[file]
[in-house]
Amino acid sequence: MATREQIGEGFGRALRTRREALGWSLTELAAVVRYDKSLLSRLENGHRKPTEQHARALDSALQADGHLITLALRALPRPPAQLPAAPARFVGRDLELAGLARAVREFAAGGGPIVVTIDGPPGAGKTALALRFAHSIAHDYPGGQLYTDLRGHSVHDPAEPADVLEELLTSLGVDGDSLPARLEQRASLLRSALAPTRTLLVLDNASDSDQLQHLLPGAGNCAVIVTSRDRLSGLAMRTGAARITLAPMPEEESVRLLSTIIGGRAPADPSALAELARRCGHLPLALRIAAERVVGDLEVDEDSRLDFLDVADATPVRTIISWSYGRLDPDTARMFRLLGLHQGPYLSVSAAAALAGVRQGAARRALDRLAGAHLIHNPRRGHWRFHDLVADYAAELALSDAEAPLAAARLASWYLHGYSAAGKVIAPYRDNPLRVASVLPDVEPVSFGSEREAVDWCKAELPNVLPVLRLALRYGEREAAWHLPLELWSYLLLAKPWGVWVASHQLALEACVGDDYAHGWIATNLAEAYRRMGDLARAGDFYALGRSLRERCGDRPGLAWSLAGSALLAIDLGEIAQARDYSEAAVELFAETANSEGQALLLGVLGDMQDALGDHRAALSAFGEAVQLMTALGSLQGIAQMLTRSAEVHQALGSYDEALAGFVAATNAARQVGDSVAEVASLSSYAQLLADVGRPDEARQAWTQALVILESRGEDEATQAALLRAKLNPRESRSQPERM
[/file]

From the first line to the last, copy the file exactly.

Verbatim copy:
[in-house]
Amino acid sequence: MATREQIGEGFGRALRTRREALGWSLTELAAVVRYDKSLLSRLENGHRKPTEQHARALDSALQADGHLITLALRALPRPPAQLPAAPARFVGRDLELAGLARAVREFAAGGGPIVVTIDGPPGAGKTALALRFAHSIAHDYPGGQLYTDLRGHSVHDPAEPADVLEELLTSLGVDGDSLPARLEQRASLLRSALAPTRTLLVLDNASDSDQLQHLLPGAGNCAVIVTSRDRLSGLAMRTGAARITLAPMPEEESVRLLSTIIGGRAPADPSALAELARRCGHLPLALRIAAERVVGDLEVDEDSRLDFLDVADATPVRTIISWSYGRLDPDTARMFRLLGLHQGPYLSVSAAAALAGVRQGAARRALDRLAGAHLIHNPRRGHWRFHDLVADYAAELALSDAEAPLAAARLASWYLHGYSAAGKVIAPYRDNPLRVASVLPDVEPVSFGSEREAVDWCKAELPNVLPVLRLALRYGEREAAWHLPLELWSYLLLAKPWGVWVASHQLALEACVGDDYAHGWIATNLAEAYRRMGDLARAGDFYALGRSLRERCGDRPGLAWSLAGSALLAIDLGEIAQARDYSEAAVELFAETANSEGQALLLGVLGDMQDALGDHRAALSAFGEAVQLMTALGSLQGIAQMLTRSAEVHQALGSYDEALAGFVAATNAARQVGDSVAEVASLSSYAQLLADVGRPDEARQAWTQALVILESRGEDEATQAALLRAKLNPRESRSQPERM